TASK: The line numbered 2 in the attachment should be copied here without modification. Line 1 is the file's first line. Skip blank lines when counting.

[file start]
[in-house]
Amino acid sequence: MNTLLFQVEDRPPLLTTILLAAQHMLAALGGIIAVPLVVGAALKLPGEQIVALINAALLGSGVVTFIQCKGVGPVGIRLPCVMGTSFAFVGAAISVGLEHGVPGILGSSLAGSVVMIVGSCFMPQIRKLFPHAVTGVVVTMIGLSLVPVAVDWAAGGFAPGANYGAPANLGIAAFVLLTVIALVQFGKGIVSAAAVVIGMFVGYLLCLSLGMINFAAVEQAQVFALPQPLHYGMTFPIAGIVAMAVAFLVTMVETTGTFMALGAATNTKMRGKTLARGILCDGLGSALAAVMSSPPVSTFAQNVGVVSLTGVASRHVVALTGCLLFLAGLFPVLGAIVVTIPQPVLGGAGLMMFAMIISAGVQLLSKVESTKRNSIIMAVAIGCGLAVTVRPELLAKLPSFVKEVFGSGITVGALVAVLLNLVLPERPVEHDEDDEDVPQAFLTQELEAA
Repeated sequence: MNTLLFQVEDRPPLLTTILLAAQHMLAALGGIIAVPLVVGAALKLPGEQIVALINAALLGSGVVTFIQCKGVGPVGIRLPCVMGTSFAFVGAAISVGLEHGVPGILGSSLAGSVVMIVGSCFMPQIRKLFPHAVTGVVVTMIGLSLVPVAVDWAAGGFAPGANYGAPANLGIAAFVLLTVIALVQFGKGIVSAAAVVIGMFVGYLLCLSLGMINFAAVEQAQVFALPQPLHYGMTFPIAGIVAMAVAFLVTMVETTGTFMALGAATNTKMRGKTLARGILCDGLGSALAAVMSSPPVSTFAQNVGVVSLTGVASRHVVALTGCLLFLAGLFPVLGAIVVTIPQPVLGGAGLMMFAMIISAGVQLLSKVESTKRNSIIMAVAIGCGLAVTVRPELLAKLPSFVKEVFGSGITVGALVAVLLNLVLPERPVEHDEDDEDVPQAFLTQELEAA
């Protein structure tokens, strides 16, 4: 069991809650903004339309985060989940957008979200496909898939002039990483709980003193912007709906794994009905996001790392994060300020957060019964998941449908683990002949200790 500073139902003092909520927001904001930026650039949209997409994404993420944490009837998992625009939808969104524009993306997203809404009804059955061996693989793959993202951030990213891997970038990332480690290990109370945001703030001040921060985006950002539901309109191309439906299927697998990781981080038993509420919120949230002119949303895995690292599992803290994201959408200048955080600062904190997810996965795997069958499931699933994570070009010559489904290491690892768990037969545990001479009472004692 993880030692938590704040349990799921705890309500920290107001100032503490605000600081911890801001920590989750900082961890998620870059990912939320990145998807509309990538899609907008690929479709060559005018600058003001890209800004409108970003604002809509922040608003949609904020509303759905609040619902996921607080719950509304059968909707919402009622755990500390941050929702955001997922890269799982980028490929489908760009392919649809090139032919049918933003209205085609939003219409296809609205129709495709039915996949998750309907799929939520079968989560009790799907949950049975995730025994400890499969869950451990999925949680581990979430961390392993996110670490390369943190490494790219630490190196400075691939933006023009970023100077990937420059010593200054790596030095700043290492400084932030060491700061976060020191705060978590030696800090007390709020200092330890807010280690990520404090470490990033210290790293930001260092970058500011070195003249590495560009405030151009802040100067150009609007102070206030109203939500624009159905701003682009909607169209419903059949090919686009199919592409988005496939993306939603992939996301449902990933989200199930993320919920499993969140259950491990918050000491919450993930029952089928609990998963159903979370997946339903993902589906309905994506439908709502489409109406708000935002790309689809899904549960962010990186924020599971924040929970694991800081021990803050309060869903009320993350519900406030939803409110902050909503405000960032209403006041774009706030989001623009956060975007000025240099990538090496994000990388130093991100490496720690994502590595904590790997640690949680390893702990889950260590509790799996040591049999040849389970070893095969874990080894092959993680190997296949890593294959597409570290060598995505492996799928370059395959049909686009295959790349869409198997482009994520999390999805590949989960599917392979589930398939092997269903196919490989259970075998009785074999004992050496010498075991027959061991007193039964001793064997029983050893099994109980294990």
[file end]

Amino acid sequence: MNTLLFQVEDRPPLLTTILLAAQHMLAALGGIIAVPLVVGAALKLPGEQIVALINAALLGSGVVTFIQCKGVGPVGIRLPCVMGTSFAFVGAAISVGLEHGVPGILGSSLAGSVVMIVGSCFMPQIRKLFPHAVTGVVVTMIGLSLVPVAVDWAAGGFAPGANYGAPANLGIAAFVLLTVIALVQFGKGIVSAAAVVIGMFVGYLLCLSLGMINFAAVEQAQVFALPQPLHYGMTFPIAGIVAMAVAFLVTMVETTGTFMALGAATNTKMRGKTLARGILCDGLGSALAAVMSSPPVSTFAQNVGVVSLTGVASRHVVALTGCLLFLAGLFPVLGAIVVTIPQPVLGGAGLMMFAMIISAGVQLLSKVESTKRNSIIMAVAIGCGLAVTVRPELLAKLPSFVKEVFGSGITVGALVAVLLNLVLPERPVEHDEDDEDVPQAFLTQELEAA